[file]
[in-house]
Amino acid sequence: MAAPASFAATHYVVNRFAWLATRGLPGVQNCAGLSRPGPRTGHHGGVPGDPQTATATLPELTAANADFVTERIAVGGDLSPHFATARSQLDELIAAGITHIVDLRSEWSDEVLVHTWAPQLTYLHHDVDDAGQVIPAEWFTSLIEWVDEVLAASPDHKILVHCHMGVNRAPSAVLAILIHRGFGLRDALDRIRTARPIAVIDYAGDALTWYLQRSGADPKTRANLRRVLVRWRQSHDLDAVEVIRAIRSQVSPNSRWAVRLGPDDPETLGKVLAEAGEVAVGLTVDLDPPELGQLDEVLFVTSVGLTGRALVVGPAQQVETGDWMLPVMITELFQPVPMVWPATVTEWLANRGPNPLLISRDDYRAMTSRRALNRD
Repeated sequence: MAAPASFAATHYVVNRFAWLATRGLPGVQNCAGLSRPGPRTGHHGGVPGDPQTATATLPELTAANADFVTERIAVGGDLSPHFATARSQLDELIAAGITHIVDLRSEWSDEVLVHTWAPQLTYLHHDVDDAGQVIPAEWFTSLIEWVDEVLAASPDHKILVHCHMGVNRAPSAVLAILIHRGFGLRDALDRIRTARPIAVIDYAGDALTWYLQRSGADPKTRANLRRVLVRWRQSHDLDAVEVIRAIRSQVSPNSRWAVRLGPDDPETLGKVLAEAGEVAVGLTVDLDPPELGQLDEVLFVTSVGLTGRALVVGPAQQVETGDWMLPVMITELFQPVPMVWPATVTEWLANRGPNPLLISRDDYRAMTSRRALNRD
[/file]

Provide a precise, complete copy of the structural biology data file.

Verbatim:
[in-house]
Amino acid sequence: MAAPASFAATHYVVNRFAWLATRGLPGVQNCAGLSRPGPRTGHHGGVPGDPQTATATLPELTAANADFVTERIAVGGDLSPHFATARSQLDELIAAGITHIVDLRSEWSDEVLVHTWAPQLTYLHHDVDDAGQVIPAEWFTSLIEWVDEVLAASPDHKILVHCHMGVNRAPSAVLAILIHRGFGLRDALDRIRTARPIAVIDYAGDALTWYLQRSGADPKTRANLRRVLVRWRQSHDLDAVEVIRAIRSQVSPNSRWAVRLGPDDPETLGKVLAEAGEVAVGLTVDLDPPELGQLDEVLFVTSVGLTGRALVVGPAQQVETGDWMLPVMITELFQPVPMVWPATVTEWLANRGPNPLLISRDDYRAMTSRRALNRD
Repeated sequence: MAAPASFAATHYVVNRFAWLATRGLPGVQNCAGLSRPGPRTGHHGGVPGDPQTATATLPELTAANADFVTERIAVGGDLSPHFATARSQLDELIAAGITHIVDLRSEWSDEVLVHTWAPQLTYLHHDVDDAGQVIPAEWFTSLIEWVDEVLAASPDHKILVHCHMGVNRAPSAVLAILIHRGFGLRDALDRIRTARPIAVIDYAGDALTWYLQRSGADPKTRANLRRVLVRWRQSHDLDAVEVIRAIRSQVSPNSRWAVRLGPDDPETLGKVLAEAGEVAVGLTVDLDPPELGQLDEVLFVTSVGLTGRALVVGPAQQVETGDWMLPVMITELFQPVPMVWPATVTEWLANRGPNPLLISRDDYRAMTSRRALNRD